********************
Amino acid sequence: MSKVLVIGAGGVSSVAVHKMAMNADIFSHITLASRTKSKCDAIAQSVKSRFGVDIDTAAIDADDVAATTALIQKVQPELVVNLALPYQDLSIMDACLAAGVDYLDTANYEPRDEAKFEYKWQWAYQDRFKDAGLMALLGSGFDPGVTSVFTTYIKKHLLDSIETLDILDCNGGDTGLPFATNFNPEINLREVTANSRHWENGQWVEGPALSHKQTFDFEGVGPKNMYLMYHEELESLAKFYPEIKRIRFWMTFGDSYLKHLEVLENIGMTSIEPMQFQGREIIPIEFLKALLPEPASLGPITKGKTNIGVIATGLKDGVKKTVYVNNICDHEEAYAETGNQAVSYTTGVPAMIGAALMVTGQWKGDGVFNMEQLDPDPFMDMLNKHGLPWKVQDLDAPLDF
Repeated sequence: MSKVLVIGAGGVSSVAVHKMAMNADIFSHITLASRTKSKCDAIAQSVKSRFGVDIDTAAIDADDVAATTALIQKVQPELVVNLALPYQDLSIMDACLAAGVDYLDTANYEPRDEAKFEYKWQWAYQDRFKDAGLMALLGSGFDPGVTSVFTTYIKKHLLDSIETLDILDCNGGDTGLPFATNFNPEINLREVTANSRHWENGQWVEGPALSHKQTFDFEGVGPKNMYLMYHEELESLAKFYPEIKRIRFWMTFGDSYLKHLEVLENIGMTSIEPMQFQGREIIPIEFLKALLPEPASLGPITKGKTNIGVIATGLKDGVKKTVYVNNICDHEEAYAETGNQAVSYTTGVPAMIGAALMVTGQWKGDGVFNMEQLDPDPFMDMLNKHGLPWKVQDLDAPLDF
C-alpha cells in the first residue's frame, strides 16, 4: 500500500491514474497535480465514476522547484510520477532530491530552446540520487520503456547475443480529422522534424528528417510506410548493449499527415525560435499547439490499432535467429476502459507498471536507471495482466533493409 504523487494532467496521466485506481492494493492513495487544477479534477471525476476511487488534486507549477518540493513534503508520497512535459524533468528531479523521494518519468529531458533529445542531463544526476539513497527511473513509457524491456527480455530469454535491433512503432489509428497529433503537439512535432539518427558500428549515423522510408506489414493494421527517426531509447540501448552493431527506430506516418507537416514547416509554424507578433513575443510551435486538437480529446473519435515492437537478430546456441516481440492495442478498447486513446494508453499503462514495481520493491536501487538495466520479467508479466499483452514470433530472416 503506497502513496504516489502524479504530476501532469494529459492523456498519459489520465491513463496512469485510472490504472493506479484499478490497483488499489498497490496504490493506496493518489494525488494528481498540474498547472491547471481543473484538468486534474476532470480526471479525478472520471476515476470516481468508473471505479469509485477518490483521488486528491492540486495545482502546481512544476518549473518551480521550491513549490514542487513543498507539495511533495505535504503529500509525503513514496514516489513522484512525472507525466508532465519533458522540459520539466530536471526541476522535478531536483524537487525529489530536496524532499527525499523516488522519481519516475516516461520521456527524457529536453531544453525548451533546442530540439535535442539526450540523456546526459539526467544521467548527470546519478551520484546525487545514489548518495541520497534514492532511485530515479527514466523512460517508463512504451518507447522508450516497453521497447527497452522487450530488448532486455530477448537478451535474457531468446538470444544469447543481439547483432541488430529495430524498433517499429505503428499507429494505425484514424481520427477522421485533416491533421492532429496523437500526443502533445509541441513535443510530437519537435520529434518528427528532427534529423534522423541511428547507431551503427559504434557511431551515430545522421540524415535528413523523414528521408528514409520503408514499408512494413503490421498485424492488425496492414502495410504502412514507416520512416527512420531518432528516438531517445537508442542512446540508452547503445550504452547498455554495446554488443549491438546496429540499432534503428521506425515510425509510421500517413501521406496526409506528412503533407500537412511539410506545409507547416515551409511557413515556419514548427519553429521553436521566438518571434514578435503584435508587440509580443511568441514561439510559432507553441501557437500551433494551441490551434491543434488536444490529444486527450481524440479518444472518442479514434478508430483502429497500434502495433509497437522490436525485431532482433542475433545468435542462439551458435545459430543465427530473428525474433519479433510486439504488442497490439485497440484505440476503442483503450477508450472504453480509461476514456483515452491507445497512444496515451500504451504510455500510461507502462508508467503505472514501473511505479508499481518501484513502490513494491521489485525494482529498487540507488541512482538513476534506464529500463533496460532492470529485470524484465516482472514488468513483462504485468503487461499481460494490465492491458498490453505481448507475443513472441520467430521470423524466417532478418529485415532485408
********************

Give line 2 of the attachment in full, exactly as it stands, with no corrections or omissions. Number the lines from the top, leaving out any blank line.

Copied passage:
Repeated sequence: MSKVLVIGAGGVSSVAVHKMAMNADIFSHITLASRTKSKCDAIAQSVKSRFGVDIDTAAIDADDVAATTALIQKVQPELVVNLALPYQDLSIMDACLAAGVDYLDTANYEPRDEAKFEYKWQWAYQDRFKDAGLMALLGSGFDPGVTSVFTTYIKKHLLDSIETLDILDCNGGDTGLPFATNFNPEINLREVTANSRHWENGQWVEGPALSHKQTFDFEGVGPKNMYLMYHEELESLAKFYPEIKRIRFWMTFGDSYLKHLEVLENIGMTSIEPMQFQGREIIPIEFLKALLPEPASLGPITKGKTNIGVIATGLKDGVKKTVYVNNICDHEEAYAETGNQAVSYTTGVPAMIGAALMVTGQWKGDGVFNMEQLDPDPFMDMLNKHGLPWKVQDLDAPLDF